EGR 103/DAQ 1

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This page contains pictures and graphs related to Data Acquisition Laboratory 1 (DAQ 1) of EGR 103. It has been updated for Fall, 2017. This page underwent a major revision in Fall of 2017 based on the DAQmx drivers and MATLAB's elimination of legacy toolbox codes.

Supporting Pundit Pages

Typographical Errors / Clarifications

  • If your MATLAB needs an activation license, first make sure you are at a computer that has a DAQ card; if so, contact Dr. G.
  • If the computer says your device is not found, try 'Dev2' instead of 'Dev1' in the

Equipment Used

National Instruments Data Acquisition Cards

NI PCI 6014e
Same card, after overheating

B209 has machines with two different data acquisition cards. Most of the machines have NI PCI 6014e cards, which will be what is discussed here. The others have a newer NI PCI 6221 cards. The NI PCI 6014e card can read up to 16 single-ended (8 differential) analog voltage measurements, has two analog outputs, and has 8 configurable digital input/output lines. The 6221 cards are more powerful but, generally in EGR 103, we will limit ourselves to the features available on the 6014e cards.

Be careful when making connections; improperly connecting wires can lead to catastrophic damage on the DAQ cards, as is shown on the second picture at right.



During this lab, you will use the CB-68LP to connect wires to parts of the NI PCI 6014e card. Be sure to use the proper connections - a map is available at the MATLAB:CB-68LP Pinout page.

Radio Shack Experimentor 350

Radio Shack Experimentor 350

The Experimentor 350 is a simple, but useful, prototyping board. It has two distribution strips (rows X and Y) with 20 pins each and 46 groups of 5 pins on its terminal strip. All the pins in row X are connected together, and all the pins in row Y are connected together; note, however, that X is not connected to Y.

For the main part of the board, half-columns are connected together. For example, rows (ABCDE) in column 3 are all connected. Note, however, that ABCDE are not connected to FGHIJ.

Also, there are some helpful index numbers at the top and bottom to help determine which column you are in. For rows X and Y, some indices do not exist. For example, there is no pin at X6, X12, X18, Y6, Y12, or Y18.


Three resistors

Resistors take energy out of an electric circuit and convert that energy to heat. In this case, the light emitting diodes cannot handle the amount of current that the DAQ card can produce, so resistors are placed in parallel to reduce that current. You can use the Resistor Color Codes to determine the resistance of the resistors pictures at right; there should be four resistors (at least) in your box.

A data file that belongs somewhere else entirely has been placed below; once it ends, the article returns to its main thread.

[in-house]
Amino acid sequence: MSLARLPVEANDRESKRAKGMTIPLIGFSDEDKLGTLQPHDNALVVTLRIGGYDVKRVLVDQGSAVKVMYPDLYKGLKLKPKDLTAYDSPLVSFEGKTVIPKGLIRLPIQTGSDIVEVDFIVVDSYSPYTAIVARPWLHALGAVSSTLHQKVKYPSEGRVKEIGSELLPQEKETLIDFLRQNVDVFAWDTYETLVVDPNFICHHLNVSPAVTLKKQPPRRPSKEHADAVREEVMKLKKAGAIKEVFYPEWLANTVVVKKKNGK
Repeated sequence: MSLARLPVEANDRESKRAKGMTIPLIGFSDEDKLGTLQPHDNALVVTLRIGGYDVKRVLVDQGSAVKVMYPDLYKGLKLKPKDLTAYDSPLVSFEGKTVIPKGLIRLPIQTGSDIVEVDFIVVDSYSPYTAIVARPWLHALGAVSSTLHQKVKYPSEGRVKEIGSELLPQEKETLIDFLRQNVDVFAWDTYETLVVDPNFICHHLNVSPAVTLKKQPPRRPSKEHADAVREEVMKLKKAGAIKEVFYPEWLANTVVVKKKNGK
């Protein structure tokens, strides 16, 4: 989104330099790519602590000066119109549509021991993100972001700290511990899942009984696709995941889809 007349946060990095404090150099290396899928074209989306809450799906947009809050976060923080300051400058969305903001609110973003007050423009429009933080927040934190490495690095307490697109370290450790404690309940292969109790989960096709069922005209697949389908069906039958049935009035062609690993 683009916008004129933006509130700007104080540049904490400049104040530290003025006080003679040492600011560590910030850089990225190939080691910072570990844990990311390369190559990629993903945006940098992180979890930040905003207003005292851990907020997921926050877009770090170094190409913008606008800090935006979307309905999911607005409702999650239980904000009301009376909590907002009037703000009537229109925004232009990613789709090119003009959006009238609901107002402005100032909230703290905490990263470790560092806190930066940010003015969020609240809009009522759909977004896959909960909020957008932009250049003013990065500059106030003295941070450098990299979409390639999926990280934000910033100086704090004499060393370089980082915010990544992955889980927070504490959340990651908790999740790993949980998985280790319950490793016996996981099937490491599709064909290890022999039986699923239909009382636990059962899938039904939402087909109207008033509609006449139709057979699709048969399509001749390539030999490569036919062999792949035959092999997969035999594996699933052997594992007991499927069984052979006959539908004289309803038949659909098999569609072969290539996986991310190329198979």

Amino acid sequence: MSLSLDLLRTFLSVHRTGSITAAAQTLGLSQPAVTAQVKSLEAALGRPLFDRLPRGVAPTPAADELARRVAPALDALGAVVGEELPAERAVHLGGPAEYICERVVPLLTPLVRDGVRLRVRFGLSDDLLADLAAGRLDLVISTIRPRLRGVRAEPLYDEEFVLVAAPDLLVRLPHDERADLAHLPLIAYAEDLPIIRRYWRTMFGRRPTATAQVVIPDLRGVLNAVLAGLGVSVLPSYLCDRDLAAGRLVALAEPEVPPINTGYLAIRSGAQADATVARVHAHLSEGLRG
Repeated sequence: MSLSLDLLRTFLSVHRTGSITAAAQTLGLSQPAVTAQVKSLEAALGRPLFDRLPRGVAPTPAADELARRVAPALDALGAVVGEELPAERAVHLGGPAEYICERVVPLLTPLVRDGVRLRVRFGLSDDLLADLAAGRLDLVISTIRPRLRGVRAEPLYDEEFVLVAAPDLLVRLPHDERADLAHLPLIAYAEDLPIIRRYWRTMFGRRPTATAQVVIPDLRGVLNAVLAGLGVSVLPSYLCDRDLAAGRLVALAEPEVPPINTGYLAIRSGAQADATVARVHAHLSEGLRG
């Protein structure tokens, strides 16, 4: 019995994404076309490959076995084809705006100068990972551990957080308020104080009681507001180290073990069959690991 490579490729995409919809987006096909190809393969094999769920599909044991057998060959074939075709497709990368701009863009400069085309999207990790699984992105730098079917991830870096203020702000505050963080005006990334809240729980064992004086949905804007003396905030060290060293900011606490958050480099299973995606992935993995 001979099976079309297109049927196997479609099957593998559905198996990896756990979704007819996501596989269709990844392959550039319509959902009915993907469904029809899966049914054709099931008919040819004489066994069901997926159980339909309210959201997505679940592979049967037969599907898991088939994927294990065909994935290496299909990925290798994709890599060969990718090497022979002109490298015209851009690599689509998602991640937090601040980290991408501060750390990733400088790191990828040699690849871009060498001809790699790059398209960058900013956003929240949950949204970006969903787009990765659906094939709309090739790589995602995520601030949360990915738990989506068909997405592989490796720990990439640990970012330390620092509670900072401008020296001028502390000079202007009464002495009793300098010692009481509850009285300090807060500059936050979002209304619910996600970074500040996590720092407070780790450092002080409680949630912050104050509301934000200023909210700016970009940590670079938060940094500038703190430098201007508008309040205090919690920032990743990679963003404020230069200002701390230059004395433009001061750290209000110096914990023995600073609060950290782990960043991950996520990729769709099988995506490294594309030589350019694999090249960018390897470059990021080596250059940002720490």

Several Light Emitting Diodes
Closeup of two round LEDs
Drawing of LED from Wikipedia Light-emitting_diode page

A diode is an electrical element that generally only allows current to flow in one direction - and only after there is a sufficient voltage difference across the appropriate terminals. LEDs - Light Emitting Diodes - are a special form of diode that emit light when current flows through them.

Because diodes and LEDs are directional, there are visible clues about which side is which. In the first picture at right, the lengths of the leads on the diodes are clearly different - the longer lead should be placed where the higher voltage is expected, as current will be allowed to flow into the longer lead, through the diode, and out through the shorter lead. For the round LEDs, a flat is ground into the collar of the LED on the lower-voltage side - this is shown more clearly in the second picture. Finally, within the diode itself, the larger "flag" of metal inside the diode is on the lower voltage side.

Note that the color of the plastic is not what determines the color of the light - rather the specific semiconductor material and the geometry of the LED do that. The plastic is a convenient way of knowing what color the light will be, however.

Circuit Construction

Circuit built on breadboard
Connections to CB-68LP

The pictures at right show both the breadboard and the CB-68LP once everything has been properly connected. Note especially on the CB-68LP where the wires are - there will be no connections in the first two columns and there is only one connection - the black wire for digital ground - in the fifth column.


The following code listing is for ThreeBits.m

% Clear out workspace

% Create a session
s = daq.createSession('ni')

% Add output lines to session

% Writing values to output lines using binary
outputSingleScan(s, [1 1 1]);
fprintf('Press return to continue\n');
outputSingleScan(s, [0 0 0]);

% Writing values to output lines using base 10
MyVal = 0
while 0<=MyVal & MyVal<=7
    MyBinVal = decimalToBinaryVector(MyVal, 3, 'LSBFirst');
    outputSingleScan(s, MyBinVal);
    fprintf('Displaying %d as %d %d %d\n', ... 
        MyVal, MyBinVal(end:-1:1))                   
    MyVal = floor(input('Enter a number between 0 and 7: ')); 

% Turn all outputs off
outputSingleScan(s, [0 0 0]);

Other Resources

  • Landing Lights Animation:



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